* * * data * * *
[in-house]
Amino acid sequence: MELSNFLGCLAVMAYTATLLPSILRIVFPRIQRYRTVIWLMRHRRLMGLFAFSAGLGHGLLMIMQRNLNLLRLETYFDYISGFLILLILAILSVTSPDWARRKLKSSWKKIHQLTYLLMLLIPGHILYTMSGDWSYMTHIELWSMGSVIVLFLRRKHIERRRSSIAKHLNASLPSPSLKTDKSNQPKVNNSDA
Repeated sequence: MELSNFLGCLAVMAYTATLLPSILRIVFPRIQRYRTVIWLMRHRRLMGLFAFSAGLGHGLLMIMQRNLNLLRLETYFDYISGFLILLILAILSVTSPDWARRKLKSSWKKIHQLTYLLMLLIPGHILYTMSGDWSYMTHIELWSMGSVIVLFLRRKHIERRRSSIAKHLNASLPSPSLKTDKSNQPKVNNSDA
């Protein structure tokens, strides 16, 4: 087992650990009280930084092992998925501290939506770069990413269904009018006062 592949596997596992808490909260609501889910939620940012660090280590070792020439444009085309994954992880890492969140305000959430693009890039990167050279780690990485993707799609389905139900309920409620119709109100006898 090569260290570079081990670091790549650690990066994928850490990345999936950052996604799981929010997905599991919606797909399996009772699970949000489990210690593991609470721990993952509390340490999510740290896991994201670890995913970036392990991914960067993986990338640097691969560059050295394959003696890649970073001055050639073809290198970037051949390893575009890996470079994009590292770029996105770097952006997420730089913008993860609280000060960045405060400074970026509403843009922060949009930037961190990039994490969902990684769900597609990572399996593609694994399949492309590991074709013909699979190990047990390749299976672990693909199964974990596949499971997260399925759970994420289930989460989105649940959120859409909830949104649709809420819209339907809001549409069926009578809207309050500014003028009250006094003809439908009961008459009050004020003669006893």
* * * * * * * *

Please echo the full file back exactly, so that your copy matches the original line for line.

[in-house]
Amino acid sequence: MELSNFLGCLAVMAYTATLLPSILRIVFPRIQRYRTVIWLMRHRRLMGLFAFSAGLGHGLLMIMQRNLNLLRLETYFDYISGFLILLILAILSVTSPDWARRKLKSSWKKIHQLTYLLMLLIPGHILYTMSGDWSYMTHIELWSMGSVIVLFLRRKHIERRRSSIAKHLNASLPSPSLKTDKSNQPKVNNSDA
Repeated sequence: MELSNFLGCLAVMAYTATLLPSILRIVFPRIQRYRTVIWLMRHRRLMGLFAFSAGLGHGLLMIMQRNLNLLRLETYFDYISGFLILLILAILSVTSPDWARRKLKSSWKKIHQLTYLLMLLIPGHILYTMSGDWSYMTHIELWSMGSVIVLFLRRKHIERRRSSIAKHLNASLPSPSLKTDKSNQPKVNNSDA
């Protein structure tokens, strides 16, 4: 087992650990009280930084092992998925501290939506770069990413269904009018006062 592949596997596992808490909260609501889910939620940012660090280590070792020439444009085309994954992880890492969140305000959430693009890039990167050279780690990485993707799609389905139900309920409620119709109100006898 090569260290570079081990670091790549650690990066994928850490990345999936950052996604799981929010997905599991919606797909399996009772699970949000489990210690593991609470721990993952509390340490999510740290896991994201670890995913970036392990991914960067993986990338640097691969560059050295394959003696890649970073001055050639073809290198970037051949390893575009890996470079994009590292770029996105770097952006997420730089913008993860609280000060960045405060400074970026509403843009922060949009930037961190990039994490969902990684769900597609990572399996593609694994399949492309590991074709013909699979190990047990390749299976672990693909199964974990596949499971997260399925759970994420289930989460989105649940959120859409909830949104649709809420819209339907809001549409069926009578809207309050500014003028009250006094003809439908009961008459009050004020003669006893």